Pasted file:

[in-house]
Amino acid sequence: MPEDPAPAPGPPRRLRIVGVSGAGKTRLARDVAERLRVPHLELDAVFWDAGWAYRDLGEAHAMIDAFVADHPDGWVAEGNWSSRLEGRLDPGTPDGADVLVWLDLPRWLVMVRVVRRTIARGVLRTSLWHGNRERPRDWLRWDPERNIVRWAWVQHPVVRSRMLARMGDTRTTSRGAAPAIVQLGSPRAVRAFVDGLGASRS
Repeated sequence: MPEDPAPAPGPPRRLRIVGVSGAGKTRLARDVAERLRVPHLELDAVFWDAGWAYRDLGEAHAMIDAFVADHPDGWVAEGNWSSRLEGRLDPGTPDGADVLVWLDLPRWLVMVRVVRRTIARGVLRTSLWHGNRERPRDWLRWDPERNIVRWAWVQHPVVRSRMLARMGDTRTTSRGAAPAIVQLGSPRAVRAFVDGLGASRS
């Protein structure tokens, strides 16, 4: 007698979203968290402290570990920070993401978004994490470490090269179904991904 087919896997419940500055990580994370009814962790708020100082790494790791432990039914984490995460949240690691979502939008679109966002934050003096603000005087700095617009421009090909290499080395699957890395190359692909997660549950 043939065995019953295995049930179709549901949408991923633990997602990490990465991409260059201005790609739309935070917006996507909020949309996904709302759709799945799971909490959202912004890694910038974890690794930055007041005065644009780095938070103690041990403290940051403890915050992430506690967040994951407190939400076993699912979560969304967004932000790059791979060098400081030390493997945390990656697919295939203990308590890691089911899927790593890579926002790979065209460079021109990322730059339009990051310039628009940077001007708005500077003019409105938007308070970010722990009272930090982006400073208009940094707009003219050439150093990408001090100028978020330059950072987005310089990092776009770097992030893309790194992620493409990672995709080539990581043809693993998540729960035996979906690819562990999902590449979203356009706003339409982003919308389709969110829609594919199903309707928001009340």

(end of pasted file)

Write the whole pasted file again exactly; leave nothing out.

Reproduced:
[in-house]
Amino acid sequence: MPEDPAPAPGPPRRLRIVGVSGAGKTRLARDVAERLRVPHLELDAVFWDAGWAYRDLGEAHAMIDAFVADHPDGWVAEGNWSSRLEGRLDPGTPDGADVLVWLDLPRWLVMVRVVRRTIARGVLRTSLWHGNRERPRDWLRWDPERNIVRWAWVQHPVVRSRMLARMGDTRTTSRGAAPAIVQLGSPRAVRAFVDGLGASRS
Repeated sequence: MPEDPAPAPGPPRRLRIVGVSGAGKTRLARDVAERLRVPHLELDAVFWDAGWAYRDLGEAHAMIDAFVADHPDGWVAEGNWSSRLEGRLDPGTPDGADVLVWLDLPRWLVMVRVVRRTIARGVLRTSLWHGNRERPRDWLRWDPERNIVRWAWVQHPVVRSRMLARMGDTRTTSRGAAPAIVQLGSPRAVRAFVDGLGASRS
């Protein structure tokens, strides 16, 4: 007698979203968290402290570990920070993401978004994490470490090269179904991904 087919896997419940500055990580994370009814962790708020100082790494790791432990039914984490995460949240690691979502939008679109966002934050003096603000005087700095617009421009090909290499080395699957890395190359692909997660549950 043939065995019953295995049930179709549901949408991923633990997602990490990465991409260059201005790609739309935070917006996507909020949309996904709302759709799945799971909490959202912004890694910038974890690794930055007041005065644009780095938070103690041990403290940051403890915050992430506690967040994951407190939400076993699912979560969304967004932000790059791979060098400081030390493997945390990656697919295939203990308590890691089911899927790593890579926002790979065209460079021109990322730059339009990051310039628009940077001007708005500077003019409105938007308070970010722990009272930090982006400073208009940094707009003219050439150093990408001090100028978020330059950072987005310089990092776009770097992030893309790194992620493409990672995709080539990581043809693993998540729960035996979906690819562990999902590449979203356009706003339409982003919308389709969110829609594919199903309707928001009340």